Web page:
(Hint) If you are likely to want to put it back, twist it round and leave one end soldered to a pad, the other end free. Then it won’t get lost.

Well,

didn’t take too much but the outcome doesn’t look very promising

With the resistor removed and even without the CT connected, the feed shows random values. This is just the port 1 of the CT where 22Ω resistor is removed. The other one looks OK.

When I connect the CT it zeroes for a moment and then goes crazy again.

Any ideas ? Did I break something ? I swear I didn’t touch any other SMD component.

Hmmm, it looks like the problem lies within the CT. I tested with another one which still has the 100Ω resistor and when I connected it the values go to zero. So, without the 22Ω resistor it’s normal for the values to go random and need to add the resistor from the CT to stabilize it. But somehow the other CT where I changed the resistor seems like not working anymore.

I must double check…

“EDITED”

I soldered a 47Ω resistor to the second CT, this time the values go zero when I connected it on the EmonPi but when I switch on the load it shows almost nothing…Around 2-3W.

Therefore I suppose that the measurements I took in order to calculate the resistors and the calibration values are wrong. I can’t think of anything else…

Check the connections to the 3.5 mm plug.

Is it a 2-pole (mono) or a 3-pole (stereo). If it is a 3-pole, the red and black wires must connect to the Tip and the Sleeve (either way round)

Hi Robert,

I know it’s very annoying for you and I’m really sorry for that. Yes I’m using a stereo jack and yes, I don’t use the sleeve and tip but the ring and tip. I will change it right away and check the outcome.

Just for your info, even without a CT connected the port1 shows that a CT is connected (serial monitor).

No quite true - what it really means is there is a plug in the socket. What it is doing is checking the voltage. When there’s no plug, the “break” contact inside the socket grounds the input via the 22 Ω burden, and a true 0 V is detected, and it thinks there is no c.t. When there is a plug - no wires, just a plug - that ground connection is broken, the input is connected to 1.65 V, and it thinks there is a c.t. connected. Without a burden inside the emonPi, this won’t work: the voltage without a real connection to the 1.65 V bias could be anything but it almost certainly won’t be 0 V - so it thinks a c.t. is connected whether there is or not.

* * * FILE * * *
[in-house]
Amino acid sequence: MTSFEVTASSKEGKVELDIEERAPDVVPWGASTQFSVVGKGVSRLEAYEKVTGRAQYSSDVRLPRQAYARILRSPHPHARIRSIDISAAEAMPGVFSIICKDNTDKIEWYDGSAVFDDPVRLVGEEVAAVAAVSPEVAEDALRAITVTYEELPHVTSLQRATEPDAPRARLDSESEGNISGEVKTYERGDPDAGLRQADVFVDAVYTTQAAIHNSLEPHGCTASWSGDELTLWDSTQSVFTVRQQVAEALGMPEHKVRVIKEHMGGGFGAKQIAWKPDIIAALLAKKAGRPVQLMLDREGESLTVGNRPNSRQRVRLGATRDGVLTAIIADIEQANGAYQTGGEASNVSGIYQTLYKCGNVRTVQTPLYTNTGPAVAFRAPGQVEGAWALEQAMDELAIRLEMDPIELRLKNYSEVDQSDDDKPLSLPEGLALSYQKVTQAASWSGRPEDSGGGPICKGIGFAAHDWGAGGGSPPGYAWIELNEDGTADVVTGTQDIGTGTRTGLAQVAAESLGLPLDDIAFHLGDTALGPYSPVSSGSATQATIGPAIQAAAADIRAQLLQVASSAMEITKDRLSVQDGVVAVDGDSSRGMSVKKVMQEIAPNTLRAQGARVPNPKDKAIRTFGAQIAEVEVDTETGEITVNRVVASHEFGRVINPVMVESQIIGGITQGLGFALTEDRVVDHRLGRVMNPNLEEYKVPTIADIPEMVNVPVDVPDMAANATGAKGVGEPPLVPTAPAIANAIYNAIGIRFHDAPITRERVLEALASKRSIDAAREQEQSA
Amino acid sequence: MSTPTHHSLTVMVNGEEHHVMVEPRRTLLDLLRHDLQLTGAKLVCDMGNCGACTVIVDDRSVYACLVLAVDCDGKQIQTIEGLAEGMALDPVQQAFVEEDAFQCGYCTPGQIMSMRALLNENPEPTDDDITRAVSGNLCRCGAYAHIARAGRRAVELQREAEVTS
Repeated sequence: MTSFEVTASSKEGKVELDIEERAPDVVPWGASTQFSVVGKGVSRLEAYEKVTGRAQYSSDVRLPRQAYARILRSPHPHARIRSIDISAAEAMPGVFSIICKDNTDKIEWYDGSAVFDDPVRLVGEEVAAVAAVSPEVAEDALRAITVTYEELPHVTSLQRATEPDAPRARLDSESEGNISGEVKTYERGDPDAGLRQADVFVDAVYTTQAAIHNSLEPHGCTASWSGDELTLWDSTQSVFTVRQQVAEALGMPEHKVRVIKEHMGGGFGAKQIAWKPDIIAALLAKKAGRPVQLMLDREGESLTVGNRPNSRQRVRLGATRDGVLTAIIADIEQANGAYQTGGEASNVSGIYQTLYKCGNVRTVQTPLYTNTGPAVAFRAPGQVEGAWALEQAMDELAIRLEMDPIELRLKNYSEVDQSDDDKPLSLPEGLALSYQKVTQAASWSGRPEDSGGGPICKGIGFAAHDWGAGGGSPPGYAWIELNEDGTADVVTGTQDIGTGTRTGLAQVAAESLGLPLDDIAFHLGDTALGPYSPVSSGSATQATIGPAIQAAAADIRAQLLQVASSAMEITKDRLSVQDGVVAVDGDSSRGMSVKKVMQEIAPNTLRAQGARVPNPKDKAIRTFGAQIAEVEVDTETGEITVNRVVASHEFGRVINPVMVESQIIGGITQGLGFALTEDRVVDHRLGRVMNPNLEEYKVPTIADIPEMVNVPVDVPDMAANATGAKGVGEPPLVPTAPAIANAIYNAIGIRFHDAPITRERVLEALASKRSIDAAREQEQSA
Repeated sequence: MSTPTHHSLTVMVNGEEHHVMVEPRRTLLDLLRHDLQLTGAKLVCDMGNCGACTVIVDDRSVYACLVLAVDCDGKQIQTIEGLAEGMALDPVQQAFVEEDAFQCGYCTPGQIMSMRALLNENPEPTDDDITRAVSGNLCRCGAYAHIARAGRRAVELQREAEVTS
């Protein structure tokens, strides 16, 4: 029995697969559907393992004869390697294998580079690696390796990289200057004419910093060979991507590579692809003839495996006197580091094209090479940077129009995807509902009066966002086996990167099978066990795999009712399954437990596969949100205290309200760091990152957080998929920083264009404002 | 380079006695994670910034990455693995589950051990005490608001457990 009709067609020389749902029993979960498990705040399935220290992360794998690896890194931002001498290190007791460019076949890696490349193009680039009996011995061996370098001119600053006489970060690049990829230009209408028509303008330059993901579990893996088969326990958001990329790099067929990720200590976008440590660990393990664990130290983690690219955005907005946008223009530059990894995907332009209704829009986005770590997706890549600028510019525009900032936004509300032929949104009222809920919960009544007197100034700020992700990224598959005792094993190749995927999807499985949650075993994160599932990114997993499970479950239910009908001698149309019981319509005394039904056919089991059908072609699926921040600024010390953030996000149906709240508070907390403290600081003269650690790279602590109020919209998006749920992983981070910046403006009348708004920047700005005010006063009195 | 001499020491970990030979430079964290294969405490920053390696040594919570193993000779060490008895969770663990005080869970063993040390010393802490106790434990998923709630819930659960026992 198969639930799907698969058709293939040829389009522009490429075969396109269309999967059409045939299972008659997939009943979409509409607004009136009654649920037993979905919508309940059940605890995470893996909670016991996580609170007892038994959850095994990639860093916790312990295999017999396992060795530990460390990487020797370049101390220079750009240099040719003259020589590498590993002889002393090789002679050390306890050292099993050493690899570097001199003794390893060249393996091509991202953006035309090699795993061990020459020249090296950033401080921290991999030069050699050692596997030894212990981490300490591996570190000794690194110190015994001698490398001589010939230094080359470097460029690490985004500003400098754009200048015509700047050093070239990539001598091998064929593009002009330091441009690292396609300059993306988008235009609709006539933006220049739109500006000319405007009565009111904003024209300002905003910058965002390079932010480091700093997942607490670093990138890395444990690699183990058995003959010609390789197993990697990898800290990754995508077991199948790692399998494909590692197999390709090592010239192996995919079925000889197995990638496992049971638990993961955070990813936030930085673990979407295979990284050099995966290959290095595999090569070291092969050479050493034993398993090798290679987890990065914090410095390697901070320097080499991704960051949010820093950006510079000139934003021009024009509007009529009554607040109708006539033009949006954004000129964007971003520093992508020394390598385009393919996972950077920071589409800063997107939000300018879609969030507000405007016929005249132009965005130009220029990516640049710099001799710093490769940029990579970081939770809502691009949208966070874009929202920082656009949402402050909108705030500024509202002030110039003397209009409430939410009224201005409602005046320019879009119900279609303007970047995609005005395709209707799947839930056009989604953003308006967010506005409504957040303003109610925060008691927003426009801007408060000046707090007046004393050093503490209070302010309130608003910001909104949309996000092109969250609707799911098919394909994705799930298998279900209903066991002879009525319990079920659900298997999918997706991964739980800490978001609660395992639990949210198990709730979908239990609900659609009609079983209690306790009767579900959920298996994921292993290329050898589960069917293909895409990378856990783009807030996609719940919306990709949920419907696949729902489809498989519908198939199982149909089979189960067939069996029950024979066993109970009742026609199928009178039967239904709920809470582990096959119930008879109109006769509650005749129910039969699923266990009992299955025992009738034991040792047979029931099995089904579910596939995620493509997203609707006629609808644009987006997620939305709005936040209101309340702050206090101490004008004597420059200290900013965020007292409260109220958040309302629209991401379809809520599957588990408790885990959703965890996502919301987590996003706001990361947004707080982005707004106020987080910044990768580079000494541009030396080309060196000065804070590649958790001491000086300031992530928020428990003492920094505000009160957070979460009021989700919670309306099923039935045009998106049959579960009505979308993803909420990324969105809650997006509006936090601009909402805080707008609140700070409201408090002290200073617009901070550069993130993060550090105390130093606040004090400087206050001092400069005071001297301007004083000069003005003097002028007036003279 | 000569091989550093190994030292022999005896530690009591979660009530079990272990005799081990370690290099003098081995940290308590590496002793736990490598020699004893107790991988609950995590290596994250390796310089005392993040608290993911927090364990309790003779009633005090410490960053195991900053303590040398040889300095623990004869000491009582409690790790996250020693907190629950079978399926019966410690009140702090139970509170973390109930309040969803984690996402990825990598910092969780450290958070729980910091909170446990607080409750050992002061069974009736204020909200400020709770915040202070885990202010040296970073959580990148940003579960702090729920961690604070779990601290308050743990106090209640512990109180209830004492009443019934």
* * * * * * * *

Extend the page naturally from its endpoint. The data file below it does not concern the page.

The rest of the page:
If you want it to tell the truth, connect a high value resistor (~10 kΩ) in the holes where your 22 Ω SMT burden was. I won’t significantly affect the calibration, it should make the “no c.t.” part work.

1 Like

Dear Robert SUCCESS!!!

It shows 3.86KW and at the same time the OWL shows 3.88KW (and to be honest I never considered OWL very accurate).

Now that I know the theory behind all this stuff (thanks to you and your patience) I can continue experimenting and improving the accuracy. As soon as I receive the multimeter I will take again new measurements and try to come closer in terms of accuracy.

Thank you very much Robert and please keep up the good work

IIRC, the Owl provides “approximate apparent power measurements.” as it’s battery powered and doesn’t sample the mains voltage to do a voltage / current phase comparison. With a resistive load, the measurement it makes will be fairly close to the real power being consumed, as well as the measurement made by your emonPi.

But, if a reactive load e.g. one with a motor, is used, the difference between the measurement from your Owl and the measurement from your emonPi, will be quite noticeable.

1 Like

I think it’s safe to assume that most “easy to install” monitors aimed at the do-it-yourself domestic market will work like that - some even don’t measure mains voltage at all (those are the sort wholly powered by batteries) and rely on the user entering the correct ‘average’ voltage. At best, this sort will only give a general indication of usage.

1 Like

You are both right. Most of these companies are selling very expensive products in fancy enclosures with advertisements praising their features and user friendly approach and when you buy one you discover that are buggy, lacking support and some time you even have to pay additional fees in order to have access to your data (this is the case of OWL and I’m suspecting of many others).

I think openenergymonitor worth every penny because it’s open source and of course, for this wonderful support here.

1 Like